WASHINGTON, D.C. — U.S. Representative Abigail Spanberger last night reiterated her commitment to investing in Virginia’s Historically Black Colleges and Universities (HBCUs), particularly the agricultural education and research at Virginia State University.
Last week, the U.S. Department of Education and U.S. Department of Agriculture released new data that showed that the Commonwealth of Virginia’s decades of underfunding Virginia State University — an 1890 land-grant institution — has led to a severe gap in its funding relative to other universities. According to the data, an additional $277 million could have been available for the University over the past 30 years, had it been funded at equal levels as Virginia Tech.
Spanberger delivered remarks at the 1st Annual 1890 Land Grant Universities Recognition event hosted by the City Club of Washington, as well as the Environmental Collective and 1890 Universities Foundation. In her comments, she highlighted Virginia State University’s contributions to Virginia’s agricultural economy, and she called for equitable investments going forward.
“In the last 30 years, more than $275 million should have been available for Virginia State University, had it received state funding per student equal to that of Virginia Tech,” said Spanberger. “This is unacceptable; those investments could have supported more infrastructure, more student services, and the ability to compete for research grants to better serve Virginia’s students. We need to do better.”
Spanberger continued, “To ensure the continued success of American agriculture, we need to make smart investments in our 1890 land grant universities, like Virginia State University, which invest so much back into rural America.”
During the event, the host organizations honored Spanberger as a “Congressional Champion” of HBCUs.
A full transcript of her prepared remarks is below.
Good evening, and thank you for having me here this evening to recognize the importance of 1890s Institutions during National HBCU Week.
Public investment in ag research is critical to the success of American agriculture. As you know, research, development, and technological advancements have increased crop yields and improved crop resiliency in America relative to other nations.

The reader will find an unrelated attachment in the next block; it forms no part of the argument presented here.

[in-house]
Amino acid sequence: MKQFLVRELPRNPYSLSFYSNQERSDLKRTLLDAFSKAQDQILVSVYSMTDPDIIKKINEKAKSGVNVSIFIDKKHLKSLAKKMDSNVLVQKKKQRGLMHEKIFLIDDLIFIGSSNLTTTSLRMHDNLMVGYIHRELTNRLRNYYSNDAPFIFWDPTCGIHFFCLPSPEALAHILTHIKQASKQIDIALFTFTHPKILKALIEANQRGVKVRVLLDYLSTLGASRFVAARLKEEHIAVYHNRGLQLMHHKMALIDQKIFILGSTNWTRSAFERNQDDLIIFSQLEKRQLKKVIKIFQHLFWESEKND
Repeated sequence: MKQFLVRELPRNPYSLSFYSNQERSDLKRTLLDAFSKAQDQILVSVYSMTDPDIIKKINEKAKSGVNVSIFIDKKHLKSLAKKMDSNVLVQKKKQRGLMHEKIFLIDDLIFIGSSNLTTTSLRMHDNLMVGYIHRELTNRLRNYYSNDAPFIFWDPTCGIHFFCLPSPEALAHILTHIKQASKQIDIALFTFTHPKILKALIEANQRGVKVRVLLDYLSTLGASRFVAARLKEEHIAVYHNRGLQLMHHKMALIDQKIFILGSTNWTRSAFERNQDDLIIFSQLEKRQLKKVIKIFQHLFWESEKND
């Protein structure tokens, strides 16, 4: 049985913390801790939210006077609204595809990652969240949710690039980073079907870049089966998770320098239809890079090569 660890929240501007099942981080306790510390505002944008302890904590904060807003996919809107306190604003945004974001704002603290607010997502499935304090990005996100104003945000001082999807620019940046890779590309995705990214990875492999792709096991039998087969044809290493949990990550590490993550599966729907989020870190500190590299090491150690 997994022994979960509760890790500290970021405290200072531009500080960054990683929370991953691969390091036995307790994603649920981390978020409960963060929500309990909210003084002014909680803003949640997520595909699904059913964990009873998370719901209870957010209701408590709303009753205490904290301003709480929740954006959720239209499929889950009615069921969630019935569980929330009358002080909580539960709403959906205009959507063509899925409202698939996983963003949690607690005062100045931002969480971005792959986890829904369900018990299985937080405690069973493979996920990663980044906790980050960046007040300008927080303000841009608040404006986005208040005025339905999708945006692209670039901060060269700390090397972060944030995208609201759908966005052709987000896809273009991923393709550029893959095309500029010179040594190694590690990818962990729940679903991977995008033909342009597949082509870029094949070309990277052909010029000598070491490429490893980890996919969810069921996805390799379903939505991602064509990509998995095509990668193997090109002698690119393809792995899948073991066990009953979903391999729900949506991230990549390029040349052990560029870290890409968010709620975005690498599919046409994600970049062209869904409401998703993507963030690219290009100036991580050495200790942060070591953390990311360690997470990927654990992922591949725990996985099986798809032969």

Back home in Virginia, I have heard from our farmers and our institutions of higher education about the critical nexus between research and the success of Virginia’s number one private industry – agriculture.
As the only Virginian on the House Agriculture Committee, I am amazed by the critical work done at our land grant universities in Virginia, collaborating with USDA to complete cutting-edge research. In particular, I am proud of Virginia’s unique extension system, where Virginia State University, our Historically Black 1890s Institution, and Virginia Tech, our state’s 1862 Land Grant University, collaborate to administer extension services in every single county.
That’s why I know that collaboration between research institutions and extension educators strengthens the service and perspective provided to farmers across the Commonwealth. Our extension system proves time and time again that investment in universities and research directly translates into investment in farmers.
But as we know, these investments have not always been equitable. Last week, the U.S. Department of Education and the USDA announced that 16 states – including Virginia – have historically underfunded their 1890s institutions.
In the last 30 years, more than $275 million should have been available for Virginia State University, had it received state funding per student equal to that of Virginia Tech. This is unacceptable; those investments could have supported more infrastructure, more student services, and the ability compete for research grants to better serve Virginia’s students. We need to do better.
To ensure the continued success of American agriculture, we need to make smart investments in our 1890 land grant universities, like Virginia State University, which invest so much back into rural America. Future investments will support cutting-edge research, extension services for farmers, and student services — but they will also help us build a more equitable and prosperous agricultural future.
Thank you again for having me, and thank you for all of your work to support 1890s Institutions across the country.